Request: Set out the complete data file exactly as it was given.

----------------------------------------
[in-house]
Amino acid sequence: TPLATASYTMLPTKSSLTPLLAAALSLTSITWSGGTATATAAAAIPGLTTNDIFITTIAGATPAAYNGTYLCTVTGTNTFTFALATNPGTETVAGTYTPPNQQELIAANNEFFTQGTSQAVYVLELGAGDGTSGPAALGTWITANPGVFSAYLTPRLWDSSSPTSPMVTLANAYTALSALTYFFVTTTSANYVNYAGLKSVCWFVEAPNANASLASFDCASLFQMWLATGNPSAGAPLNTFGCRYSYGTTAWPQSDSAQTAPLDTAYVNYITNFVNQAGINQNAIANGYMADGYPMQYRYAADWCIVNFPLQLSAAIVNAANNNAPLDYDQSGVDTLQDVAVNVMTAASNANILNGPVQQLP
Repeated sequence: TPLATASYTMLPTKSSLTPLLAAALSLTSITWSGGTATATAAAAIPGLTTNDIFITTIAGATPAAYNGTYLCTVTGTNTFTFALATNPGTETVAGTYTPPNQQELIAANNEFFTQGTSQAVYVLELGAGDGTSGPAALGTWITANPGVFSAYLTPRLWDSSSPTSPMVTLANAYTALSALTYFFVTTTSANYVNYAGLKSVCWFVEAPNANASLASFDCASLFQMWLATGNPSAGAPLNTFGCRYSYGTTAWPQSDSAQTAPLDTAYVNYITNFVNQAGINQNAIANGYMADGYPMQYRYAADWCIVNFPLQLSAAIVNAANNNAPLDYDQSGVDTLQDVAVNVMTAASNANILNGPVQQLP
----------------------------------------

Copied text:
[in-house]
Amino acid sequence: TPLATASYTMLPTKSSLTPLLAAALSLTSITWSGGTATATAAAAIPGLTTNDIFITTIAGATPAAYNGTYLCTVTGTNTFTFALATNPGTETVAGTYTPPNQQELIAANNEFFTQGTSQAVYVLELGAGDGTSGPAALGTWITANPGVFSAYLTPRLWDSSSPTSPMVTLANAYTALSALTYFFVTTTSANYVNYAGLKSVCWFVEAPNANASLASFDCASLFQMWLATGNPSAGAPLNTFGCRYSYGTTAWPQSDSAQTAPLDTAYVNYITNFVNQAGINQNAIANGYMADGYPMQYRYAADWCIVNFPLQLSAAIVNAANNNAPLDYDQSGVDTLQDVAVNVMTAASNANILNGPVQQLP
Repeated sequence: TPLATASYTMLPTKSSLTPLLAAALSLTSITWSGGTATATAAAAIPGLTTNDIFITTIAGATPAAYNGTYLCTVTGTNTFTFALATNPGTETVAGTYTPPNQQELIAANNEFFTQGTSQAVYVLELGAGDGTSGPAALGTWITANPGVFSAYLTPRLWDSSSPTSPMVTLANAYTALSALTYFFVTTTSANYVNYAGLKSVCWFVEAPNANASLASFDCASLFQMWLATGNPSAGAPLNTFGCRYSYGTTAWPQSDSAQTAPLDTAYVNYITNFVNQAGINQNAIANGYMADGYPMQYRYAADWCIVNFPLQLSAAIVNAANNNAPLDYDQSGVDTLQDVAVNVMTAASNANILNGPVQQLP